By some estimates, married couples have about 8,000 claiming options between them.
"Social Security is complicated, because life is complicated," said certified financial planner Gail Buckner, a national financial planning spokesperson with Franklin Templeton Investments. Married people must figure out not only when they'll file for their own benefit but also how to coordinate it with a spouse.
"To take advantage of the claiming strategies that bring in the big bucks, at least one [of the spouses] needs to wait," said Settle at SocialSecurityChoices.com.
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File and suspend has become a popular approach, particularly for couples with an age and wage disparity, Settle explained.
Let's say a husband, 66, and a wife, 62, take this route. At 66 the husband's full benefit is $1,000. By filing and suspending, the wife can claim her spousal benefit, which is half of the husband's benefit: $500. The husband's benefit can continue to grow until age 70. When the wife reaches 66, she can decide whether it would be better to take her own worker benefit or continue with spousal benefits.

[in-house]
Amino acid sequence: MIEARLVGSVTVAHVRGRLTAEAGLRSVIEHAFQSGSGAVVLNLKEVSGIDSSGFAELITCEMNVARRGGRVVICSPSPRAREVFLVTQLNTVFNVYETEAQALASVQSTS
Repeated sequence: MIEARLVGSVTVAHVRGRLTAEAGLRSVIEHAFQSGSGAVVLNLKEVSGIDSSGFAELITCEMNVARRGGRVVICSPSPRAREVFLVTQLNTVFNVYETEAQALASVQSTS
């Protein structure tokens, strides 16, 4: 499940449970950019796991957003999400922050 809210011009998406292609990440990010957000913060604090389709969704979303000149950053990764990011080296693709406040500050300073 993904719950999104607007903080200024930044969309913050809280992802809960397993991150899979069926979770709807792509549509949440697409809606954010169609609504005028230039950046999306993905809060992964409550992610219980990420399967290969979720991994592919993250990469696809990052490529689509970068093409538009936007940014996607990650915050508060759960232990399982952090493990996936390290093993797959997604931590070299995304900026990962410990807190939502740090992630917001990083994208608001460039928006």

For couples with comparable incomes, Settle recommends filing for "restricted application," a less familiar strategy. Using the same example as above, the tables are now turned. The wife can file for an early benefit of $750 at 62 (reduced by 25 percent for filing early). That allows her husband, who has reached full retirement age, to collect the spousal benefit of $500. One condition is that the husband should not yet have filed for his own worker benefit.